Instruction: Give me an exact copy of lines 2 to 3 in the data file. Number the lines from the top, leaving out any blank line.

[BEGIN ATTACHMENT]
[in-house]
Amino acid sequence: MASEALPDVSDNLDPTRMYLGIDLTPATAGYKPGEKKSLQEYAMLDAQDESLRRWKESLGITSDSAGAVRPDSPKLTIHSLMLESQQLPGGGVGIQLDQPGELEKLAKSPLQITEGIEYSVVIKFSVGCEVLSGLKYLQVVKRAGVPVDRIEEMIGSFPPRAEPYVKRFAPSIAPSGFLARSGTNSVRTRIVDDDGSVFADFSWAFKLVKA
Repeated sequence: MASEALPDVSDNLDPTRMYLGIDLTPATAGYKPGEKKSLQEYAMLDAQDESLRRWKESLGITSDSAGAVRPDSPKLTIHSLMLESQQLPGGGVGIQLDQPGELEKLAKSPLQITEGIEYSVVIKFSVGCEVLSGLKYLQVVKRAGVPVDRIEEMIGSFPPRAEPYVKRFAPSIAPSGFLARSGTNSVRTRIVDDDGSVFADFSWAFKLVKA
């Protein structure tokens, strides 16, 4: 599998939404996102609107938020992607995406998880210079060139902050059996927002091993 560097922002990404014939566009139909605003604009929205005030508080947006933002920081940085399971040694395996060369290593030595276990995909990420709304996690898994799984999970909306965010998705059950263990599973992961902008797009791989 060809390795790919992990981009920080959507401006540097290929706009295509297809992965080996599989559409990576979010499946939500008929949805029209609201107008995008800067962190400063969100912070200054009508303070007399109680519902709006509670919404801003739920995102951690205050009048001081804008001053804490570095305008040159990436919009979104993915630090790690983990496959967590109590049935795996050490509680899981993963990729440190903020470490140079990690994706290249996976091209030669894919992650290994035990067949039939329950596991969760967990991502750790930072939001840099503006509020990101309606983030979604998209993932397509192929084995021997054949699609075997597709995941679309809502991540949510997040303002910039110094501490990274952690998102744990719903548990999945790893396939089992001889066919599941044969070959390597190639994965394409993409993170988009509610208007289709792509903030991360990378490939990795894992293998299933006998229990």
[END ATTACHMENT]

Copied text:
Amino acid sequence: MASEALPDVSDNLDPTRMYLGIDLTPATAGYKPGEKKSLQEYAMLDAQDESLRRWKESLGITSDSAGAVRPDSPKLTIHSLMLESQQLPGGGVGIQLDQPGELEKLAKSPLQITEGIEYSVVIKFSVGCEVLSGLKYLQVVKRAGVPVDRIEEMIGSFPPRAEPYVKRFAPSIAPSGFLARSGTNSVRTRIVDDDGSVFADFSWAFKLVKA
Repeated sequence: MASEALPDVSDNLDPTRMYLGIDLTPATAGYKPGEKKSLQEYAMLDAQDESLRRWKESLGITSDSAGAVRPDSPKLTIHSLMLESQQLPGGGVGIQLDQPGELEKLAKSPLQITEGIEYSVVIKFSVGCEVLSGLKYLQVVKRAGVPVDRIEEMIGSFPPRAEPYVKRFAPSIAPSGFLARSGTNSVRTRIVDDDGSVFADFSWAFKLVKA